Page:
Chapter

Epistolary Practices and the Problem of Genre

Alexandra Socarides

in Dickinson Unbound

Published in print August 2012 | ISBN: 9780199858088
Published online September 2012 | e-ISBN: 9780199950300 | DOI: http://dx.doi.org/10.1093/acprof:oso/9780199858088.003.0002
Epistolary Practices and the Problem of Genre

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Chapter 2 explores Dickinson’s letter-writing practices. Dickinson copied poems onto sheets that she enclosed in her letters, inserted poems into the body of her letters proper, and embedded poems into the prose itself. This chapter explains how and why she did this; what it meant for her to revisit a poem she had copied onto a sheet or, inversely, to revisit a poem she had sent to a correspondent in order to later copy it onto a sheet; and to deduce what creating a new material context indicates about the relationship between poetry and letters. By looking at the intersection of Dickinson epistolary practices and poetry copying practices, this chapter argues not that Dickinson was either an upholder of generic categories or a great innovator who challenged the distinction between letter and poem. Instead, Dickinson combined practices, defied conventions, and tapped into the permeability of both modes of writing, but she seems not to have been concerned with the generic issues that later readers and editors have asked her poems and letters to address.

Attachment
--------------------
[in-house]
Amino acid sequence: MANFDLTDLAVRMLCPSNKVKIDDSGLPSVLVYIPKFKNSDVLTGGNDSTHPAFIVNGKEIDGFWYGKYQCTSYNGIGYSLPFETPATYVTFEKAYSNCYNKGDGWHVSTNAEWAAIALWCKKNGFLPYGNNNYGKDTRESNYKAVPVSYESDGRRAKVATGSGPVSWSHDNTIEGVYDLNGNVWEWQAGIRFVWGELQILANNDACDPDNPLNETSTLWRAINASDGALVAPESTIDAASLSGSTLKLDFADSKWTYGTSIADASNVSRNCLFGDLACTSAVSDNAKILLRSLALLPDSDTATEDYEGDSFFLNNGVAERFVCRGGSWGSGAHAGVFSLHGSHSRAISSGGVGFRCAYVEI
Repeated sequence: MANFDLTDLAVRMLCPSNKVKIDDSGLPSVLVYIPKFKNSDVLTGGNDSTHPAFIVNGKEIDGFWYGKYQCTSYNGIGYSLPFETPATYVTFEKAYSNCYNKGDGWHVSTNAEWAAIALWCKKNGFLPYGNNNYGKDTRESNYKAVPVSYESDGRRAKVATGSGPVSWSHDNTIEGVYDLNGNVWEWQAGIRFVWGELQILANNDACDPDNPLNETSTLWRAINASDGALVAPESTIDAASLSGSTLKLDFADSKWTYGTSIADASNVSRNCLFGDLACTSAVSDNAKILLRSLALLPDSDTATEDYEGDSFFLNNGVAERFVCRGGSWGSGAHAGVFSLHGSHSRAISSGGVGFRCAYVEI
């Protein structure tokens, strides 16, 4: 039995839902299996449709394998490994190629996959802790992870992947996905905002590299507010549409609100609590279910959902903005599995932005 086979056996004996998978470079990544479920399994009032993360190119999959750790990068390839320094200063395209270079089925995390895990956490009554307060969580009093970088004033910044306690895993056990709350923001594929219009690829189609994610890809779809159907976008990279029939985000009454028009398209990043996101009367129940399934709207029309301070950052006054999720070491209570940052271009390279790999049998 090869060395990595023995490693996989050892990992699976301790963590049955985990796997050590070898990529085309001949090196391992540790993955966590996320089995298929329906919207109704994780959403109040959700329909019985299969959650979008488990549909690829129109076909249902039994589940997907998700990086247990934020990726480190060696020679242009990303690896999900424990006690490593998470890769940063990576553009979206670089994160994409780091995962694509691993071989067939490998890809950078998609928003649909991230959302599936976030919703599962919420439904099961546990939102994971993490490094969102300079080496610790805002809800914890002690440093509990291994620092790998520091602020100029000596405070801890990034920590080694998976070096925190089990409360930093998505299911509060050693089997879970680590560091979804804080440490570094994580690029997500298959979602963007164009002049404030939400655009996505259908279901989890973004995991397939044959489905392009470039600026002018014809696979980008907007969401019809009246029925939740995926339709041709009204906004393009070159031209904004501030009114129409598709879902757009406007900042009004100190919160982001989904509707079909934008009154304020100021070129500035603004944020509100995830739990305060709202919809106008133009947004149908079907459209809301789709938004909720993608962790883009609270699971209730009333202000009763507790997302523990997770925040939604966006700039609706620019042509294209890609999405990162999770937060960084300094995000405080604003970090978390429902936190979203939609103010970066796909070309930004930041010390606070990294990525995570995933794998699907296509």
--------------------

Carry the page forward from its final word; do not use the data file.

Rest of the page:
Keywords: letter writing; epistolarity; poetry copying

Chapter.  13250 words.  Illustrated.

Subjects: Literary Studies (19th Century)

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